In a memo to the roundtable, Scanga spelled out conditions he would like to see prior to voting on approval of a $150,000 application through the Colorado Water Conservation Board to study parts of the Super Ditch concept. Scanga wanted to see funding to reimburse objectors to the change of water rights to cover costs to review Lower Ark engineering, as well as restrictions on how and where water could be taken through the Super Ditch. Most roundtable members had not seen the memo before voting 28-3 to submit the application, but it was discussed Wednesday with the roundtable by Scanga and Alan Hamel, chairman of the roundtable...

Pat Alderton of Poncha Springs, who sits on both the Upper Ark board and the roundtable, said she voted for the application, as many others on the roundtable, not to support the Super Ditch, but to learn more about its impacts. "No one was voting to support the Super Ditch," Alderton said. "I support Terry's minority opinion." Other Upper Ark board members agreed with Scanga's stance. "Isn't (reducing flows in the Arkansas River) out of sync with the Lower Ark's mission to keep water in the Arkansas Valley," said Upper Ark board member Jeff Ollinger.

The Lower Ark is proposing a private corporation or cooperative of irrigation rights owners from seven ditch companies below Pueblo Dam. It is seen as a way to avoid past practices in which water rights are permanently sold to cities and farmland is lost forever, attorney Peter Nichols told the roundtable Wednesday. The Lower Ark has spent $500,000 so far to study the idea. Some ditch company board members have participated in discussions, but have not endorsed the concept. Only two of the seven ditches, the Fort Lyon and High Line, have bylaws that allow transfers outside ditch service areas. The Bessemer, Catlin, Holbrook, Otero and Oxford ditches would have to change bylaws to even allow transfers. "We have a long, long way to go," Lower Ark General Manager Jay Winner told the roundtable Wednesday in urging the study.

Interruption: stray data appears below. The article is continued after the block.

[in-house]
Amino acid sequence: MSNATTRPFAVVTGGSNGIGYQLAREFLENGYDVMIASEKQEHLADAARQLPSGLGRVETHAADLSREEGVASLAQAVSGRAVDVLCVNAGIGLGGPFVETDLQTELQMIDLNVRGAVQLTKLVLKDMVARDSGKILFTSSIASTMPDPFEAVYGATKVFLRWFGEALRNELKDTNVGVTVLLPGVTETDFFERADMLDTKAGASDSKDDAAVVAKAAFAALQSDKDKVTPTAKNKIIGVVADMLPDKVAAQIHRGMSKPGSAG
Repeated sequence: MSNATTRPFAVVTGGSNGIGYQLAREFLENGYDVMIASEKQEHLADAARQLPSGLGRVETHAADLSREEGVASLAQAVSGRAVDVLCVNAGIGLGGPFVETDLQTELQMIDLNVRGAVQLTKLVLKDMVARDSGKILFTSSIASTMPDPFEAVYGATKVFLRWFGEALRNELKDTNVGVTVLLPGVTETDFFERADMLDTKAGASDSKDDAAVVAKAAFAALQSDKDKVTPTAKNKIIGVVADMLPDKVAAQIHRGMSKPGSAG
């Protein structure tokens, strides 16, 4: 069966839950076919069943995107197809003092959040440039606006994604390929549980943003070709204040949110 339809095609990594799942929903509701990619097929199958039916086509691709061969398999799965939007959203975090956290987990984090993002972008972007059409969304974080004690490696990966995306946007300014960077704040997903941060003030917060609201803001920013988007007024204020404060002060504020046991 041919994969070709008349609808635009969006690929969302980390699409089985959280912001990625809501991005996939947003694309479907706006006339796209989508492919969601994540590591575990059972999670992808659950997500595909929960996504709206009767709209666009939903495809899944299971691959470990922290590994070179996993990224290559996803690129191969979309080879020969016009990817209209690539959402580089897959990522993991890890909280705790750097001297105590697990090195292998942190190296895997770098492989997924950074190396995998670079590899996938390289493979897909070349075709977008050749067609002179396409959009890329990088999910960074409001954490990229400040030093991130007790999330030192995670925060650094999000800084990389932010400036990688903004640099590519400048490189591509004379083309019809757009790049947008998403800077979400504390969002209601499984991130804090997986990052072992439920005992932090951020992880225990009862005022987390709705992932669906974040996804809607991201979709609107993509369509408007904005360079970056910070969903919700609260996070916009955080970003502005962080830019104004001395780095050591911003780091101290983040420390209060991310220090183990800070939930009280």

More Coyote Gulch coverage here.

Category: Colorado Water

6:35:13 AM    

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Here are the recommendations of the DU Water Futures Panel, from The Rocky Mountain News. They write:

Panel members included former Supreme Court Justice Rebecca Love Kourlis, former Colorado State University President Albert Yates, Denver Mayor John Hickenlooper and CH2M Hill Chairman Ralph Peterson.


1. Embrace fairness, trust, respect and openness in water supply planning.

2. Encourage water conservation.

3. Encourage partnerships between urban and agricultural water users.

4. Remove high water consuming plants from river beds.

5. Streamline water court.

6. Encourage statewide perspective on water projects, including new reservoirs.